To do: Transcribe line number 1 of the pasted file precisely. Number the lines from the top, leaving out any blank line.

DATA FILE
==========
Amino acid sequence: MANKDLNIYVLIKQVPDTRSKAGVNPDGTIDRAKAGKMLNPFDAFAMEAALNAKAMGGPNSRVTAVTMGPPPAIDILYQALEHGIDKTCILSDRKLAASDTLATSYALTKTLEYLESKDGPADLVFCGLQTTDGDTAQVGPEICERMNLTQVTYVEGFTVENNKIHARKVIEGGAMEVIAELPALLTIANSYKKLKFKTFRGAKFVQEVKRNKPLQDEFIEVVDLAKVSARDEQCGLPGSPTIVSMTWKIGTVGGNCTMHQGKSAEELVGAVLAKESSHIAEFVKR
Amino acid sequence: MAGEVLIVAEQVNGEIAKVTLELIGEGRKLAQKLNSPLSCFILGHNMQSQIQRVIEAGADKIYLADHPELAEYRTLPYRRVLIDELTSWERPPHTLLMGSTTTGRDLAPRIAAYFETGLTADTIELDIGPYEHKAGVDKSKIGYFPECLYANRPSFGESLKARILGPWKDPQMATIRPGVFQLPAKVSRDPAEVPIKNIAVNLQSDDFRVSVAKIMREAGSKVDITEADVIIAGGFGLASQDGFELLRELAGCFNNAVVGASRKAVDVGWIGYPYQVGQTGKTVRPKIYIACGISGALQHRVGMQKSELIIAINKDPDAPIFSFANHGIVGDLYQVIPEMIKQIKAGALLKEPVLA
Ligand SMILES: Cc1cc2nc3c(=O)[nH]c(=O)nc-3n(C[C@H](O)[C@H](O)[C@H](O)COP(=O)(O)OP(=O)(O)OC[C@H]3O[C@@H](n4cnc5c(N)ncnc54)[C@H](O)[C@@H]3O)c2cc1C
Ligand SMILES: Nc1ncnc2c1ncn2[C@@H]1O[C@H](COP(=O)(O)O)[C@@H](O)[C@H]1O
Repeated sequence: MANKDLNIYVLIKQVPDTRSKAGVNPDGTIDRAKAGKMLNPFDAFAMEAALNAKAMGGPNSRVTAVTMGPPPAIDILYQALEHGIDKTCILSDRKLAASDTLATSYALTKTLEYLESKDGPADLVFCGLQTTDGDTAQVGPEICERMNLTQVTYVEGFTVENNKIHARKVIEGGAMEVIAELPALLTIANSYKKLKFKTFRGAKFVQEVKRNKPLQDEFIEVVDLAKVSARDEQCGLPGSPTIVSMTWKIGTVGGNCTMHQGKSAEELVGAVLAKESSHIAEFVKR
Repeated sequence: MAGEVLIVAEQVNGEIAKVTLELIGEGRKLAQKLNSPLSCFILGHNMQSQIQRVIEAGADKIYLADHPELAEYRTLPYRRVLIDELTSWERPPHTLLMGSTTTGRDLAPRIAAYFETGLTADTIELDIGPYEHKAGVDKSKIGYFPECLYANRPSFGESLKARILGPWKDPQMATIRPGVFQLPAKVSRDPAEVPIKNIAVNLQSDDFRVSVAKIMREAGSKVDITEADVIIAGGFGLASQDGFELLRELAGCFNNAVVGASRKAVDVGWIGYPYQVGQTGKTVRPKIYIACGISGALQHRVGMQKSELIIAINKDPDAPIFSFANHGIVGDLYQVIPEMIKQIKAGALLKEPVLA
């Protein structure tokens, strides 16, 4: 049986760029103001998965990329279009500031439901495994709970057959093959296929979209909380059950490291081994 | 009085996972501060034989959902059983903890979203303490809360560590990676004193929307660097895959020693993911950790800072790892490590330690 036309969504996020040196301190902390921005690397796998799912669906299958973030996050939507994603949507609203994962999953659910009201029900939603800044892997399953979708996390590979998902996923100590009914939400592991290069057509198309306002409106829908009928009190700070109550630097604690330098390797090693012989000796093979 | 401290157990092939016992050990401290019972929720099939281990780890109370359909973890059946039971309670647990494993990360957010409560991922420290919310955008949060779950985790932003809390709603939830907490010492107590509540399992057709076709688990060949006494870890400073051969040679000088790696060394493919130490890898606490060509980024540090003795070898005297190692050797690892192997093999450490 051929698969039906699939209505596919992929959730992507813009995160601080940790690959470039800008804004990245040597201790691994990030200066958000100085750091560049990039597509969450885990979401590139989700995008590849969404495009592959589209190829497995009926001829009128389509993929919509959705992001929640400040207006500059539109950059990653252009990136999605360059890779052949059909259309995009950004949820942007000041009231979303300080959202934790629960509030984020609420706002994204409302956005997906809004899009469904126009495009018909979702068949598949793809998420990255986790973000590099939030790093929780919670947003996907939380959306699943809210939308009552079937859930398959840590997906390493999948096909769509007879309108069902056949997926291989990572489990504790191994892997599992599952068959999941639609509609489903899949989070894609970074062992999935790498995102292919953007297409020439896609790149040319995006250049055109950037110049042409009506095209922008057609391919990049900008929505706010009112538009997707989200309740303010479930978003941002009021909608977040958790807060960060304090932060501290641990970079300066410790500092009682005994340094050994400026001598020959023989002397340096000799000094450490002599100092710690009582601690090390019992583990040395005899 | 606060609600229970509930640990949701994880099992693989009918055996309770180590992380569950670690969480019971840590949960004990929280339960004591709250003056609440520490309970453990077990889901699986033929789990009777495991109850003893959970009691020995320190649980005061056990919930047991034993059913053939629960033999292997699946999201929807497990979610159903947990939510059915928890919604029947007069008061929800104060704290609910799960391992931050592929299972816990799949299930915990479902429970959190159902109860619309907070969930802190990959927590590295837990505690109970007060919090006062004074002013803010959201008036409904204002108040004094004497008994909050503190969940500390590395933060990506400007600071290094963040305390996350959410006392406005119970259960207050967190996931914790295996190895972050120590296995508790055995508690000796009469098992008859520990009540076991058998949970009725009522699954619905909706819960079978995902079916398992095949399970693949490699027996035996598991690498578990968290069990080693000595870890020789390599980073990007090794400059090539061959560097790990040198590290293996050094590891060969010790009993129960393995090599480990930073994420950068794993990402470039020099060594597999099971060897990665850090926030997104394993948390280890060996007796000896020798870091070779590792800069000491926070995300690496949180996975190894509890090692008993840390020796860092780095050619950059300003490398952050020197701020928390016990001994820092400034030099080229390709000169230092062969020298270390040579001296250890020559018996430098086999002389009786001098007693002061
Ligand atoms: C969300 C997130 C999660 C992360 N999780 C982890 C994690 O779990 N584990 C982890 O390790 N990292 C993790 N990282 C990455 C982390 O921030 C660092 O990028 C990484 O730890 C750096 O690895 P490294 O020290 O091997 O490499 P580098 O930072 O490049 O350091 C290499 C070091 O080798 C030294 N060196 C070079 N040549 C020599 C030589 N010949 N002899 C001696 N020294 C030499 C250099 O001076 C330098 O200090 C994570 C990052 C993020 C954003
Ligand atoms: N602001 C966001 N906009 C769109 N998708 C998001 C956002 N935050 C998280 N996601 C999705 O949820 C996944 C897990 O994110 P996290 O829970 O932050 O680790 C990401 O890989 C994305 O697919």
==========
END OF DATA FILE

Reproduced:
Amino acid sequence: MANKDLNIYVLIKQVPDTRSKAGVNPDGTIDRAKAGKMLNPFDAFAMEAALNAKAMGGPNSRVTAVTMGPPPAIDILYQALEHGIDKTCILSDRKLAASDTLATSYALTKTLEYLESKDGPADLVFCGLQTTDGDTAQVGPEICERMNLTQVTYVEGFTVENNKIHARKVIEGGAMEVIAELPALLTIANSYKKLKFKTFRGAKFVQEVKRNKPLQDEFIEVVDLAKVSARDEQCGLPGSPTIVSMTWKIGTVGGNCTMHQGKSAEELVGAVLAKESSHIAEFVKR